“Employment Tribunal Fees: Latest Survey Shows 4 of 5 Deterred From Filing Claim” was the title of our post on December 24th, and it described the tribunal fees required to open the door to the tribunal to have an employment dispute adjudicated, and a survey which found that the fee was a major deterrent to a vast majority of would-be charging parties.
UK readers expressed very strong opinions — on both sides of the fee issue. A sample is published below.
Prof. Stephen Whittle, UK:
“I have been teaching for 20 years that the Tribunal system is stacked against the disadvantaged – the less articulate, the poor, the unrepresented- and to lose your job and income, and then be told to find hard cash to fight an employer who for example; has not paid your final wages is a complete travesty of justice.
One of the people featured in the Citizen’s Advice Bureau report lost her job, and then was underpaid £320 in her final wages, but was required to pay out £430 in order to take a claim to court. We have a government made up of multi-millionaires, who have no idea what it is like to struggle to pay the gas bill, never mind fight for Justice.”
Adrian Clarke, an employment relations advisor in Peterborough, UK:
“An interesting article but I have to say doesn’t reflect my past experience of the tribunal. Whenever I represented as a lay union official or in an individual capacity helping friends at tribunal I found the tribunal member/s extremely helpful and accommodating to allow the truth to be heard.
They often rebuked professional legal representatives where they tried to “play” with the law to win their case.
A structured approach and plenty of preparation was key and also showing respect to the tribunal and how you presented and also disputed the other side’s version of events/evidence was also important.
There is no doubt now in the UK that the introduction of fees had nothing to do with stopping vexatious or fictitious claims as in reality very few of these would have got to tribunal but was about cost cutting and revenue raising and also a barrier to justice based on the ability to pay.
One positive does seem to be that the introduction of the requirement to go to the ACAS Early Conciliation Service before tribunal appears to be working although probably too early for any meaningful data to show how successful.
Tribunals are stressful and difficult for someone with no experience to represent themselves but not impossible. What would worry me is this previous Tribunal Board Member seems to be saying that the odds were against an employee. Well surely that was part of what the board were there for to ensure an equal and fair playfield?
By the way I won every case I represented. Some of this was down to being realistic on the merits of the case but also being an experienced trade union official used to conflict/debate and investigation alongside representation. Also a lay understanding of the law is a great help.”
David Sorenson, attorney in Leeds, UK:
“Hi . . . thanks for posting this – I’m afraid that I can’t disagree with the overall analysis.
As Claimant lawyers for private individuals and union members across the UK, we are experiencing exactly this – the outcome of the introduction of the Employment Tribunal/Employment Appeal Tribunal fees and other employment law/practice & procedure changes since 2012 is that those individuals who are the most disadvantaged in UK workplaces (who are likely to be the least well paid, such as those on zero hours contracts and who do casual work) are the ones who are most deterred by the extortionate ET/EAT fees.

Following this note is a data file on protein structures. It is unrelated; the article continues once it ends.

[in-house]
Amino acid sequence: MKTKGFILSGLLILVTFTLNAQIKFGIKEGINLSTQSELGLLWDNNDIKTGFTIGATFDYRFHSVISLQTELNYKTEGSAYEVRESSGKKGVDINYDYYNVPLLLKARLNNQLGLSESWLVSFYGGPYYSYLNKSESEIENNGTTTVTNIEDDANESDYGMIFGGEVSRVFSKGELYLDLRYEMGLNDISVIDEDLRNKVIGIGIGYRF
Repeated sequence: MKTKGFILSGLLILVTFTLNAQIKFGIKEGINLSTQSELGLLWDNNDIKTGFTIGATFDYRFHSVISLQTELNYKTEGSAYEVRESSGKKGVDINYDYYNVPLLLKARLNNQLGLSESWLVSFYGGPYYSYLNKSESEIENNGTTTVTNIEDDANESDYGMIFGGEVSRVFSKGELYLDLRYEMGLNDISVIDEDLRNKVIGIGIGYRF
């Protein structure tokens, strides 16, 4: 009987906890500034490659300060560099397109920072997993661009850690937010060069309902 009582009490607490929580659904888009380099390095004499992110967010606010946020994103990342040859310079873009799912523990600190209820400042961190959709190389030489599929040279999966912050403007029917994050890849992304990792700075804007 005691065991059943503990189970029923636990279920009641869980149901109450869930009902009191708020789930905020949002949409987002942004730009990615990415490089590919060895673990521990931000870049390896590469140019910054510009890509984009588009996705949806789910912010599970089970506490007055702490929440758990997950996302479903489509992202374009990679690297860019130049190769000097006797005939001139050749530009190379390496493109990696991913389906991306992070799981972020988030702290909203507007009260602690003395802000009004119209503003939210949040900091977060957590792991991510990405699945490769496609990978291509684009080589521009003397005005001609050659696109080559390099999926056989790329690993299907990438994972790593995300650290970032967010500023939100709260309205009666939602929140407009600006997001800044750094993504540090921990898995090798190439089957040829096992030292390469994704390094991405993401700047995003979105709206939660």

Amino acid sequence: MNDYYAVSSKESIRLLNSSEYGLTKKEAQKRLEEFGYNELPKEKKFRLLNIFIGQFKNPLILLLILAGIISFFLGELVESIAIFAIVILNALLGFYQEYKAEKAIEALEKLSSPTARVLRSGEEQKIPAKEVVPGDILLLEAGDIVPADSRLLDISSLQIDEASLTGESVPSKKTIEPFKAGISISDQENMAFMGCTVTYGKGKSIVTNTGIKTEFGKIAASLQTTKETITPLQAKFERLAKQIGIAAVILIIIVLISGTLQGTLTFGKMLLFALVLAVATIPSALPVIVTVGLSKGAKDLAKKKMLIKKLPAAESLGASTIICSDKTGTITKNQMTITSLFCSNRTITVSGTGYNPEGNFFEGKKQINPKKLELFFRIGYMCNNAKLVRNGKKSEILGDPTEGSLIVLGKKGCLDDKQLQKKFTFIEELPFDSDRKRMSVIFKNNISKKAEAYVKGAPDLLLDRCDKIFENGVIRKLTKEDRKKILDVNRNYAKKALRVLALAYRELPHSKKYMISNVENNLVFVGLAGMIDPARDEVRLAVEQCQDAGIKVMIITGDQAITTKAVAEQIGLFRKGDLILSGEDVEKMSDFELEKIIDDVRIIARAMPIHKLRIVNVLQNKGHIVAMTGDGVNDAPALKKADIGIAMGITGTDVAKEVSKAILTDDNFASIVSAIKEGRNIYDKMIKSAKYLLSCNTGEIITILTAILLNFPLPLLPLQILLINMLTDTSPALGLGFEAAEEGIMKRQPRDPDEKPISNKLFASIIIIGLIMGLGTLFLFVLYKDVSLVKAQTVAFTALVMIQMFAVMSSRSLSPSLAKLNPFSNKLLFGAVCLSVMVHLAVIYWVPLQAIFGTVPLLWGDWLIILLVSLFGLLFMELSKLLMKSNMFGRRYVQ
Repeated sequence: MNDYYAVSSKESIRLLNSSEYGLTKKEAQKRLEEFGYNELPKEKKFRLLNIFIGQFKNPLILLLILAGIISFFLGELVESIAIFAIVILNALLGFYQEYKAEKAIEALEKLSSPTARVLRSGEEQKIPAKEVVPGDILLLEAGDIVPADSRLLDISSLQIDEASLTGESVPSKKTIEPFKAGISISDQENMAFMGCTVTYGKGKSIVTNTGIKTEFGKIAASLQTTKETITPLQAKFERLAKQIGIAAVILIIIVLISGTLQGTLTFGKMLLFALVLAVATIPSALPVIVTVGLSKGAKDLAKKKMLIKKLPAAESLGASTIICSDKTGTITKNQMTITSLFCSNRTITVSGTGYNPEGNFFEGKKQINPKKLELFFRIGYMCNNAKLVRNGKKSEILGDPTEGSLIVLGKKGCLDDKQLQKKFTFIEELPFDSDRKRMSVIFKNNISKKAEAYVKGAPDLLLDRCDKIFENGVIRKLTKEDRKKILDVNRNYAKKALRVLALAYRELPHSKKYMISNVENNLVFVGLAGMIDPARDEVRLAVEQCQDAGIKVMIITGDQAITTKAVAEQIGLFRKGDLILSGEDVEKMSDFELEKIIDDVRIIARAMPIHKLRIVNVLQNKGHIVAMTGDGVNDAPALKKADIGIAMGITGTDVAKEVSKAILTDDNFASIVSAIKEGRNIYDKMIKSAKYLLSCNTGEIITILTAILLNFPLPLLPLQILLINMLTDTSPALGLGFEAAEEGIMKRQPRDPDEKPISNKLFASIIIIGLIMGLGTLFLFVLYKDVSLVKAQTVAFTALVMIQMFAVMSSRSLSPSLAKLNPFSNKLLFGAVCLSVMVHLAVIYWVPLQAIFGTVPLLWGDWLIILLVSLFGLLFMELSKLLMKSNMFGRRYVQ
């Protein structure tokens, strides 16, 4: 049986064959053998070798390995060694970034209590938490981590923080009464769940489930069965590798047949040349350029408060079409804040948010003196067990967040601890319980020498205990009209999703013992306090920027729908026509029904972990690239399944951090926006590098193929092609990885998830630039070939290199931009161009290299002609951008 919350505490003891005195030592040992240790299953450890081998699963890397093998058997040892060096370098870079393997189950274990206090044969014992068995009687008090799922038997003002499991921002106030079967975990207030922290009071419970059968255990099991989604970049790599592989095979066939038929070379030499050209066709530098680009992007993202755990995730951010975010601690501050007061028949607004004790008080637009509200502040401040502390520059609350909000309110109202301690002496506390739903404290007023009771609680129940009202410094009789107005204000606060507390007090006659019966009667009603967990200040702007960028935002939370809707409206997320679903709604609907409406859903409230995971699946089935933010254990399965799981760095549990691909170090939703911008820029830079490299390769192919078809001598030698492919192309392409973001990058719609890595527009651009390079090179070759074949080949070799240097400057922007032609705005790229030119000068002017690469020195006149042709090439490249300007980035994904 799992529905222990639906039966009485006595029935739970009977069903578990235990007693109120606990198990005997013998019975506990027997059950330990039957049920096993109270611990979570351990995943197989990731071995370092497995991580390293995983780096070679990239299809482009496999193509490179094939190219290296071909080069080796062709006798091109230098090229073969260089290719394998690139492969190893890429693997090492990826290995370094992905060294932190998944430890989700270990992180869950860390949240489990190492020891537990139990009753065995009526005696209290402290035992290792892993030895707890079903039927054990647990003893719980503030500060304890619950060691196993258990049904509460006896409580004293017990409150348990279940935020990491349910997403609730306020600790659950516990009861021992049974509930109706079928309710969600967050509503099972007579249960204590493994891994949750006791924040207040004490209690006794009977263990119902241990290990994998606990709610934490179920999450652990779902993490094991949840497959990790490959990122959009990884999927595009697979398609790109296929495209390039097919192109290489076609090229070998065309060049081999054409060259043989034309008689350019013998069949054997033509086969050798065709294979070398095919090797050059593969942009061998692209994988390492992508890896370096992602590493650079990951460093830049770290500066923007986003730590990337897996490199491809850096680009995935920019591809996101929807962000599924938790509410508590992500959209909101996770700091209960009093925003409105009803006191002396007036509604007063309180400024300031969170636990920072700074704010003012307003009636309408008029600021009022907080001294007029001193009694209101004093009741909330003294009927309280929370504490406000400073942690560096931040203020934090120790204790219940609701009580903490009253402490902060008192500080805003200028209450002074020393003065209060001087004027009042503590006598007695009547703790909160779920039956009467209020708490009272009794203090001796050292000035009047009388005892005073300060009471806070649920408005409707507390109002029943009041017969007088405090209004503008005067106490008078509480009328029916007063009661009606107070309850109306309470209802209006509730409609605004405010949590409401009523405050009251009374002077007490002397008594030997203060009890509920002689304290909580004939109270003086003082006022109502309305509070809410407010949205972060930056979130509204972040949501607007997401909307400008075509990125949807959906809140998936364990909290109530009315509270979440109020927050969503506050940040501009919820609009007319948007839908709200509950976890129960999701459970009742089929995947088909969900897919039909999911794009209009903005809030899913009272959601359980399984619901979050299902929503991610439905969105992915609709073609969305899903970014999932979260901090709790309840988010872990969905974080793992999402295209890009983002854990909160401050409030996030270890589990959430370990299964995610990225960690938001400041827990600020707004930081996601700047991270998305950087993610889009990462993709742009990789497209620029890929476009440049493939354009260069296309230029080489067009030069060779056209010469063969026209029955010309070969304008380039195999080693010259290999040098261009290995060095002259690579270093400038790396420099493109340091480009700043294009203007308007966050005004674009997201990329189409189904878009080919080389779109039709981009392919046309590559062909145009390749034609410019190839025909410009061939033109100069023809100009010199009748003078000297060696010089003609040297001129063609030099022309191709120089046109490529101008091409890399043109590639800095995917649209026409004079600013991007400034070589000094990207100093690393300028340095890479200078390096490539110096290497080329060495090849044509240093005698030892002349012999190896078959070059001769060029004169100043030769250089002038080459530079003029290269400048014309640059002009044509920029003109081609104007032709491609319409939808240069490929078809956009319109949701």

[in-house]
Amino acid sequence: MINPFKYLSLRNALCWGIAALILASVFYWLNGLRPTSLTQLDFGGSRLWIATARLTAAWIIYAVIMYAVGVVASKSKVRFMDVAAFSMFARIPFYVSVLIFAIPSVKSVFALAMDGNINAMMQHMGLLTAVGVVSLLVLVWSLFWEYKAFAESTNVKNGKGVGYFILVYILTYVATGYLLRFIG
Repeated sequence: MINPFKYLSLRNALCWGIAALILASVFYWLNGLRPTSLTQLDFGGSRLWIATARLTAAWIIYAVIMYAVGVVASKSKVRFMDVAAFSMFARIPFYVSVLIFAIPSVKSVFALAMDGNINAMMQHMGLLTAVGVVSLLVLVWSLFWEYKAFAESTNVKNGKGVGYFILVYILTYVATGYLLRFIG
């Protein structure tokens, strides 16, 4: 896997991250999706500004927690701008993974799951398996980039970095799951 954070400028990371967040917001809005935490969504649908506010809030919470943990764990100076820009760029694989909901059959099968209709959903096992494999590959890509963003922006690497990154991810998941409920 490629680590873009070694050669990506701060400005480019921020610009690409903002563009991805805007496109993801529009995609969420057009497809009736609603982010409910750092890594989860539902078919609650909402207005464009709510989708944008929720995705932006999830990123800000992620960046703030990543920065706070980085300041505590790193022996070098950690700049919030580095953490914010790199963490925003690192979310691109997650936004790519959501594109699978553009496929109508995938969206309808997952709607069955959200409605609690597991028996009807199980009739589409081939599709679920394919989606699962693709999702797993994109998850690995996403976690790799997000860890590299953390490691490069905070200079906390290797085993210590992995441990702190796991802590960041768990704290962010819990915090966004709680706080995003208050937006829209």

Whatever your political viewpoint, the massively adverse impact on access to justice cannot be overstated. I’m personally saddened by the fact that what was once a pretty effective and fair ET system in the UK is now very hard to reach for many individuals who deserve access – hampered by the hurdles of having to (1) complete the grievance or appeal process (or risk losing up to 25% of compensation), (2) comply with mandatory ACAS early conciliation and then (3) pay high ET fee/s which may not be recovered (or never recovered if the employer is insolvent, such as Phones 4U and recently, City Link).
Whilst steps (1) and (2) may help resolve disputes pre-ET (which cannot be a bad thing), ET fees are becoming an insurmountable obstacle for many. The ET fee remission process is extraordinarily complex and applications for remission mostly fail, meaning that individuals who have been dismissed, are owed wages and have no work, are still expected to be able to pay fees of as much as £1,200.
This simply cannot, in my opinion, be right or fair. I only hope things change for the better in 2015…”
Sean Reynolds, attorney in Bolton, Greater Manchester, UK:
“I can’t see reducing ET fees being on any of the mainstream partys’ political agendas either during the run up to or after the general election in May 2015.
What we need now is a root and branch reform of the whole process, not just a facile focus on fees. This should include simplification of the remission process, introducing fee parity with the county courts and the introduction of a merits-based costs system with caps for both parties. Weekend or evening hearings would also be a good way of quickly progressing simple claims.
When we have a system that works properly, fairly and efficiently we can expect insurance-backed legal services to become more widely available to provide support and/representation to level the playing field, including on an after the event basis.”